No professional politician was ever elected to do what they believe in their heart is right. Politicians are elected to represent the best interest of their constituency. People complain all of the time about politicians not “doing the right thing” in order to get reelected, but that is sort of the point. Reelection means the politician is following the will of the people that put them their in the first place.
I do not believe that they are completely at odds with one another, but the more prominent one becomes and the more important one's political actions, the more they will be at odds with one's philosophy.
At the level that Post #1 is talking about, it is easy to harmonize one's philosophy and politics. There is no need for compromise when it comes to how we vote or whether we give to a food drive. However, once we become engaged at a higher political level, we start to have to move away from our philosophies and engage more in politics. This is because politicians simply have to engage with and compromise with the other side.
We see from our current problems what happens when leaders try to make their philosophies and their politics 100% compatible with one another. In Congress today, we have zealots on both sides who will not compromise and therefore nothing gets done.
Politics and philosphy have been closely linked throughout history, dating all the way back to Plato's The Republic. For me when I think of a politics and philosphy sparring with one another, I picture the Enlightenment thinkers, drawing on their personal beliefs about what government, leadership, and the role of the citizen should be and then using those personal beliefs to create strong and powerful models of government. Philosophy brings meaning to politics, imbuing government with more than just a meaningless fight for power--the truly strong and impactful political movements that have transformed countries, for better or worse, have also been grounded in philosphy.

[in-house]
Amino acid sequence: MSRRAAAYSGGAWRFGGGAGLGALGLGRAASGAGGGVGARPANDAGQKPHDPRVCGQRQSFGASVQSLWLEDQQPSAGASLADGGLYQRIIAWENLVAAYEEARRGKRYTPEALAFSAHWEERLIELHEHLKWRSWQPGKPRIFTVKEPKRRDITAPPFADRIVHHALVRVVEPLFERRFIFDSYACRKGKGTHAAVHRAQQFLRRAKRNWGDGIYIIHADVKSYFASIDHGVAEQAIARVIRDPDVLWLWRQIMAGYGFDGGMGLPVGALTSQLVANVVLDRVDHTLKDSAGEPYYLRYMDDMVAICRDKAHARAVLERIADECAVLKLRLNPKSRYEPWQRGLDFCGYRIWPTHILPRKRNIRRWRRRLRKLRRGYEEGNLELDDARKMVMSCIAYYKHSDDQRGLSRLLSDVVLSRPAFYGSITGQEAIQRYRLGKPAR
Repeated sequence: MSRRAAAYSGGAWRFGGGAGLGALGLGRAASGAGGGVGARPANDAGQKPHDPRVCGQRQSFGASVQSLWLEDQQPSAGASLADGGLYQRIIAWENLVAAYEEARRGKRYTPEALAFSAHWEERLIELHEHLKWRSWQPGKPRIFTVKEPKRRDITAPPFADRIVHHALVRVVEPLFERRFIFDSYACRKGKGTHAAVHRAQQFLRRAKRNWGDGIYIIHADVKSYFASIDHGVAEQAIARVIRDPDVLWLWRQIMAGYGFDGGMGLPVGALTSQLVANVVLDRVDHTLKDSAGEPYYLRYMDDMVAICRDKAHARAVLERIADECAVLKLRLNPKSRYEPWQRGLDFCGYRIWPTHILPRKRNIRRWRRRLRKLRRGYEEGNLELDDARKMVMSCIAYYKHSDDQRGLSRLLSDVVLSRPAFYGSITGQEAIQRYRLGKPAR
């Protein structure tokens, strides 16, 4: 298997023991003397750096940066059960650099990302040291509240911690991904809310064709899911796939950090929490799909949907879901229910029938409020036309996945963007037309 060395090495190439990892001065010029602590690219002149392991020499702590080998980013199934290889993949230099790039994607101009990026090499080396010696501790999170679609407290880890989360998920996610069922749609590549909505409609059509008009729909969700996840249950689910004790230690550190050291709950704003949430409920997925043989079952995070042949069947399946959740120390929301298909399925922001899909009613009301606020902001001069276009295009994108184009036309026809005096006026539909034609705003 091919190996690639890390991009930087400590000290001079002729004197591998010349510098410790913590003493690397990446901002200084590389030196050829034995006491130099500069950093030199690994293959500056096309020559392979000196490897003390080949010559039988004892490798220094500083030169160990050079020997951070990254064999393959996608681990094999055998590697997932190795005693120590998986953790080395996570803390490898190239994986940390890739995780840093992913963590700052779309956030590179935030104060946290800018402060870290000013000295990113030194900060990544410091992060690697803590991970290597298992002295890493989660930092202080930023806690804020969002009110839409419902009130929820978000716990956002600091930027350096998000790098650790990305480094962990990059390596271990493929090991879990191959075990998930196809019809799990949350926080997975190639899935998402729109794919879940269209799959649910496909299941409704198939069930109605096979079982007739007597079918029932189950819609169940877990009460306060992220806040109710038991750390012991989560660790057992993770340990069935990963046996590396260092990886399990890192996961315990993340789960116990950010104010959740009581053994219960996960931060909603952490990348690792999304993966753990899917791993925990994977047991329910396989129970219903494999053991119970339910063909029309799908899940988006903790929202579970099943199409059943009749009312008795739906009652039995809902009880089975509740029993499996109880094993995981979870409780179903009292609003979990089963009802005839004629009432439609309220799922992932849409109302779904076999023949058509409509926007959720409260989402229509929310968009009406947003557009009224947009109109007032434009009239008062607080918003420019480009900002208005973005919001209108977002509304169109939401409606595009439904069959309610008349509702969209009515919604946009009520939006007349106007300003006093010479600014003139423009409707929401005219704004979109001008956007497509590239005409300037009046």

All we need to do is look at Adolf Hitler, however, to find an example of an individual whose political life closely reflected his philosophical life. He distrusted and disliked the Jewish people from an early age, supporting his biases by blaming Jews for the economic difficulties in Germany as he grew up and joining groups that warned of the potential dangers of Germany being overrun by eastern European Jewish immigrants.
As Hitler began building his political following, he found it easy to build upon this philosophical stance. As he gained followers and amplified the antagonism against the Jews and other non-Aryans, his political actions supported the philosophical outcomes he saw as inevitable.
We might introduce the term "professional politician" into this discussion. The Thoreau and Gandhi examples make clear the idea that philosophy and politics can combine in social action. Martin Luther King Jr. offers a very similar example.
However, when we look to professional politicians, people who make careers out of politics, we might have a new animal to consider. I'd propose that when politics becomes a job, a person will compromise certain philosophically oriented values out of a sense of expedience and necessity.
Sometimes a car mechanic will install a used tire, despite feeling that it's always best to go with new tires. It's just part of the job.
I think that you can argue that philosophy is always going to impact politics. The two are closely linked. A person's politics are a result of his deeply held beliefs. Those beliefs come from personal philosophy, which is also linked to spirituality.